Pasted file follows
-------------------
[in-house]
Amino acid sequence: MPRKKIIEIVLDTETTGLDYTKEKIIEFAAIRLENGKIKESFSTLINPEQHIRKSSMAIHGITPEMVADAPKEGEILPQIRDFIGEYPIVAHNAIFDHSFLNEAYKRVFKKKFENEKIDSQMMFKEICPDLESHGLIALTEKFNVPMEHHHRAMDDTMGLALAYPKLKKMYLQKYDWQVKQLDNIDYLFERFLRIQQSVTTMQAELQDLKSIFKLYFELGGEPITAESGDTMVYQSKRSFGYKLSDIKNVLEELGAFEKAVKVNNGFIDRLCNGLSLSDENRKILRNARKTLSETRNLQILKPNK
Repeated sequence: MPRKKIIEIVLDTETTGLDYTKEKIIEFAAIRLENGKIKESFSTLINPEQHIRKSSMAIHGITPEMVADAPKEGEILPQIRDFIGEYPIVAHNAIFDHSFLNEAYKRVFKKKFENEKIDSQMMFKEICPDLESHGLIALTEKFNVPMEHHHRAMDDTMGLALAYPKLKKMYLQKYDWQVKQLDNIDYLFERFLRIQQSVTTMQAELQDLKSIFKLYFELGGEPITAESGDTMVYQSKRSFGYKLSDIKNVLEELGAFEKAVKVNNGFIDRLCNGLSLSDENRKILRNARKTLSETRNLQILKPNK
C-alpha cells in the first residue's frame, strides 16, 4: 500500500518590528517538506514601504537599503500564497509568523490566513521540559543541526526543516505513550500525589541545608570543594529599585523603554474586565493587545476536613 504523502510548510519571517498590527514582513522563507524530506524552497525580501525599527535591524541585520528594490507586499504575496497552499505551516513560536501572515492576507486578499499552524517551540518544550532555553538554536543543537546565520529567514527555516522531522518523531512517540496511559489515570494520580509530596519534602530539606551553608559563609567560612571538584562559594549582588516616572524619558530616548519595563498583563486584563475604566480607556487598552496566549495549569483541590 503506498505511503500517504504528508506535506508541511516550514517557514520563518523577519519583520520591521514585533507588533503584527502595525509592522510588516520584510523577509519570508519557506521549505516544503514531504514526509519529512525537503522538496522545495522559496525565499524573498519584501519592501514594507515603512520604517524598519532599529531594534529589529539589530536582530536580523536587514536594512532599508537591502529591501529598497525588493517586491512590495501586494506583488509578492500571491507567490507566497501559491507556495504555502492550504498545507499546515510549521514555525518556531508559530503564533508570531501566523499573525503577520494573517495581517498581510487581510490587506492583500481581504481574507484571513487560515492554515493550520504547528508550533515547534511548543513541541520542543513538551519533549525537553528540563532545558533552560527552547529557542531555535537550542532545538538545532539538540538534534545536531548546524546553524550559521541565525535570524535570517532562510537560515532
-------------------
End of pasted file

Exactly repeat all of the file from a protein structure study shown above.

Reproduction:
[in-house]
Amino acid sequence: MPRKKIIEIVLDTETTGLDYTKEKIIEFAAIRLENGKIKESFSTLINPEQHIRKSSMAIHGITPEMVADAPKEGEILPQIRDFIGEYPIVAHNAIFDHSFLNEAYKRVFKKKFENEKIDSQMMFKEICPDLESHGLIALTEKFNVPMEHHHRAMDDTMGLALAYPKLKKMYLQKYDWQVKQLDNIDYLFERFLRIQQSVTTMQAELQDLKSIFKLYFELGGEPITAESGDTMVYQSKRSFGYKLSDIKNVLEELGAFEKAVKVNNGFIDRLCNGLSLSDENRKILRNARKTLSETRNLQILKPNK
Repeated sequence: MPRKKIIEIVLDTETTGLDYTKEKIIEFAAIRLENGKIKESFSTLINPEQHIRKSSMAIHGITPEMVADAPKEGEILPQIRDFIGEYPIVAHNAIFDHSFLNEAYKRVFKKKFENEKIDSQMMFKEICPDLESHGLIALTEKFNVPMEHHHRAMDDTMGLALAYPKLKKMYLQKYDWQVKQLDNIDYLFERFLRIQQSVTTMQAELQDLKSIFKLYFELGGEPITAESGDTMVYQSKRSFGYKLSDIKNVLEELGAFEKAVKVNNGFIDRLCNGLSLSDENRKILRNARKTLSETRNLQILKPNK
C-alpha cells in the first residue's frame, strides 16, 4: 500500500518590528517538506514601504537599503500564497509568523490566513521540559543541526526543516505513550500525589541545608570543594529599585523603554474586565493587545476536613 504523502510548510519571517498590527514582513522563507524530506524552497525580501525599527535591524541585520528594490507586499504575496497552499505551516513560536501572515492576507486578499499552524517551540518544550532555553538554536543543537546565520529567514527555516522531522518523531512517540496511559489515570494520580509530596519534602530539606551553608559563609567560612571538584562559594549582588516616572524619558530616548519595563498583563486584563475604566480607556487598552496566549495549569483541590 503506498505511503500517504504528508506535506508541511516550514517557514520563518523577519519583520520591521514585533507588533503584527502595525509592522510588516520584510523577509519570508519557506521549505516544503514531504514526509519529512525537503522538496522545495522559496525565499524573498519584501519592501514594507515603512520604517524598519532599529531594534529589529539589530536582530536580523536587514536594512532599508537591502529591501529598497525588493517586491512590495501586494506583488509578492500571491507567490507566497501559491507556495504555502492550504498545507499546515510549521514555525518556531508559530503564533508570531501566523499573525503577520494573517495581517498581510487581510490587506492583500481581504481574507484571513487560515492554515493550520504547528508550533515547534511548543513541541520542543513538551519533549525537553528540563532545558533552560527552547529557542531555535537550542532545538538545532539538540538534534545536531548546524546553524550559521541565525535570524535570517532562510537560515532